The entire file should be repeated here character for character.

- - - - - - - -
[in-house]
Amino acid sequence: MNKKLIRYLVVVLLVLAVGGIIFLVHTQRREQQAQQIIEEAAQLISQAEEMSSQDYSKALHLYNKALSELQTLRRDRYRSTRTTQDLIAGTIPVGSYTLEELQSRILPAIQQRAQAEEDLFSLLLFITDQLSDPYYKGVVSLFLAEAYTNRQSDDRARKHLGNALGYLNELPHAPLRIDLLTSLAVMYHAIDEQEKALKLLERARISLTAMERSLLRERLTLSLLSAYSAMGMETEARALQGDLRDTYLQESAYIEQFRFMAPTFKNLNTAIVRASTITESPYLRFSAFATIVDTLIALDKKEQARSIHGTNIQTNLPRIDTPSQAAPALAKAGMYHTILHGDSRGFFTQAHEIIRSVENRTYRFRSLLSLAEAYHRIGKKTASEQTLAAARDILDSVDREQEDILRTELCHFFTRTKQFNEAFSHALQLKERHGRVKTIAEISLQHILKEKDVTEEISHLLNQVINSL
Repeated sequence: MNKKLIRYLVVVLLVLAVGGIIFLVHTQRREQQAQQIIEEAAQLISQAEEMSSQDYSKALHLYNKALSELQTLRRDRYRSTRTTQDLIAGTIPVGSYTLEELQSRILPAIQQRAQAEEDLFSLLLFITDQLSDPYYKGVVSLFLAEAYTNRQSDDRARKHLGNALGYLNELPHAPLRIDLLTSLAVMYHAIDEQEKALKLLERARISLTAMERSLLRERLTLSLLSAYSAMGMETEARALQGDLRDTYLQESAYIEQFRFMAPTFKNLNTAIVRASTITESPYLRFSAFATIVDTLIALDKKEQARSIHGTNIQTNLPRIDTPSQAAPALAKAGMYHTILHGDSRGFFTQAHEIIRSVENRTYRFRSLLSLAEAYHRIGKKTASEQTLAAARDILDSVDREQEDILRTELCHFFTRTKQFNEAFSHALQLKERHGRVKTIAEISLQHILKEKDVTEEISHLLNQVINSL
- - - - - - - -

[in-house]
Amino acid sequence: MNKKLIRYLVVVLLVLAVGGIIFLVHTQRREQQAQQIIEEAAQLISQAEEMSSQDYSKALHLYNKALSELQTLRRDRYRSTRTTQDLIAGTIPVGSYTLEELQSRILPAIQQRAQAEEDLFSLLLFITDQLSDPYYKGVVSLFLAEAYTNRQSDDRARKHLGNALGYLNELPHAPLRIDLLTSLAVMYHAIDEQEKALKLLERARISLTAMERSLLRERLTLSLLSAYSAMGMETEARALQGDLRDTYLQESAYIEQFRFMAPTFKNLNTAIVRASTITESPYLRFSAFATIVDTLIALDKKEQARSIHGTNIQTNLPRIDTPSQAAPALAKAGMYHTILHGDSRGFFTQAHEIIRSVENRTYRFRSLLSLAEAYHRIGKKTASEQTLAAARDILDSVDREQEDILRTELCHFFTRTKQFNEAFSHALQLKERHGRVKTIAEISLQHILKEKDVTEEISHLLNQVINSL
Repeated sequence: MNKKLIRYLVVVLLVLAVGGIIFLVHTQRREQQAQQIIEEAAQLISQAEEMSSQDYSKALHLYNKALSELQTLRRDRYRSTRTTQDLIAGTIPVGSYTLEELQSRILPAIQQRAQAEEDLFSLLLFITDQLSDPYYKGVVSLFLAEAYTNRQSDDRARKHLGNALGYLNELPHAPLRIDLLTSLAVMYHAIDEQEKALKLLERARISLTAMERSLLRERLTLSLLSAYSAMGMETEARALQGDLRDTYLQESAYIEQFRFMAPTFKNLNTAIVRASTITESPYLRFSAFATIVDTLIALDKKEQARSIHGTNIQTNLPRIDTPSQAAPALAKAGMYHTILHGDSRGFFTQAHEIIRSVENRTYRFRSLLSLAEAYHRIGKKTASEQTLAAARDILDSVDREQEDILRTELCHFFTRTKQFNEAFSHALQLKERHGRVKTIAEISLQHILKEKDVTEEISHLLNQVINSL